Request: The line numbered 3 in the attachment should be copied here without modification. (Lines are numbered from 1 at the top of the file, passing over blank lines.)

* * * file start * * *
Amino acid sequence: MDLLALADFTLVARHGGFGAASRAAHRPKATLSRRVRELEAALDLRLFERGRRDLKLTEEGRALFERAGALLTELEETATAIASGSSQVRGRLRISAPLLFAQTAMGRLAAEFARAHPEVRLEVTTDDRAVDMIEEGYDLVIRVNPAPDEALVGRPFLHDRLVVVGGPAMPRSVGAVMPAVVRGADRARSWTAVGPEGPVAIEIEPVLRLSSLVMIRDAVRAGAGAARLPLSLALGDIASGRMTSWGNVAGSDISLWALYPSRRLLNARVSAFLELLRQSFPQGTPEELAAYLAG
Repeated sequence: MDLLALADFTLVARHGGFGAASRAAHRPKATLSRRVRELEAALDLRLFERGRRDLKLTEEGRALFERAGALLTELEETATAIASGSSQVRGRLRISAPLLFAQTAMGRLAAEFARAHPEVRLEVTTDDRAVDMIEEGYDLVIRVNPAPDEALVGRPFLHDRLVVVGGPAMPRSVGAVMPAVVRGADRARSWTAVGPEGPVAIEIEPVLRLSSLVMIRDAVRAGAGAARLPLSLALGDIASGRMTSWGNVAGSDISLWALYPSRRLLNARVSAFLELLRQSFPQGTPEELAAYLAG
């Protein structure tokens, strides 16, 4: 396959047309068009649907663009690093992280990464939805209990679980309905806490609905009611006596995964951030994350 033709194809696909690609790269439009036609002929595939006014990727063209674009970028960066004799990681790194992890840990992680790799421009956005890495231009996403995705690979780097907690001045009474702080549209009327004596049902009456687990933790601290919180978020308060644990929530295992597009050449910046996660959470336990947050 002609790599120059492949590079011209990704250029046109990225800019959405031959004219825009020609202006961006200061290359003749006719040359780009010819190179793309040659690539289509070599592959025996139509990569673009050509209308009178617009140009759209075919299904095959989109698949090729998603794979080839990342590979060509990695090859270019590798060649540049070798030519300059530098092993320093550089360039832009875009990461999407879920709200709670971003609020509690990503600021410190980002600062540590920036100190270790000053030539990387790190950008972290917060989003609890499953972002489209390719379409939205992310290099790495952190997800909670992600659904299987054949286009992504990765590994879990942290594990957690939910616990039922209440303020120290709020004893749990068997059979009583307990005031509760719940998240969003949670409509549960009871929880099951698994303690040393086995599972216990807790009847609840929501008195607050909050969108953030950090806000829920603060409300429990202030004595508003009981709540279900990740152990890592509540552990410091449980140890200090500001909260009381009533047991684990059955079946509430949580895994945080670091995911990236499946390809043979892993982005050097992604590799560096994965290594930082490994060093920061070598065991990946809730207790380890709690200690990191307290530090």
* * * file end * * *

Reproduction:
């Protein structure tokens, strides 16, 4: 396959047309068009649907663009690093992280990464939805209990679980309905806490609905009611006596995964951030994350 033709194809696909690609790269439009036609002929595939006014990727063209674009970028960066004799990681790194992890840990992680790799421009956005890495231009996403995705690979780097907690001045009474702080549209009327004596049902009456687990933790601290919180978020308060644990929530295992597009050449910046996660959470336990947050 002609790599120059492949590079011209990704250029046109990225800019959405031959004219825009020609202006961006200061290359003749006719040359780009010819190179793309040659690539289509070599592959025996139509990569673009050509209308009178617009140009759209075919299904095959989109698949090729998603794979080839990342590979060509990695090859270019590798060649540049070798030519300059530098092993320093550089360039832009875009990461999407879920709200709670971003609020509690990503600021410190980002600062540590920036100190270790000053030539990387790190950008972290917060989003609890499953972002489209390719379409939205992310290099790495952190997800909670992600659904299987054949286009992504990765590994879990942290594990957690939910616990039922209440303020120290709020004893749990068997059979009583307990005031509760719940998240969003949670409509549960009871929880099951698994303690040393086995599972216990807790009847609840929501008195607050909050969108953030950090806000829920603060409300429990202030004595508003009981709540279900990740152990890592509540552990410091449980140890200090500001909260009381009533047991684990059955079946509430949580895994945080670091995911990236499946390809043979892993982005050097992604590799560096994965290594930082490994060093920061070598065991990946809730207790380890709690200690990191307290530090």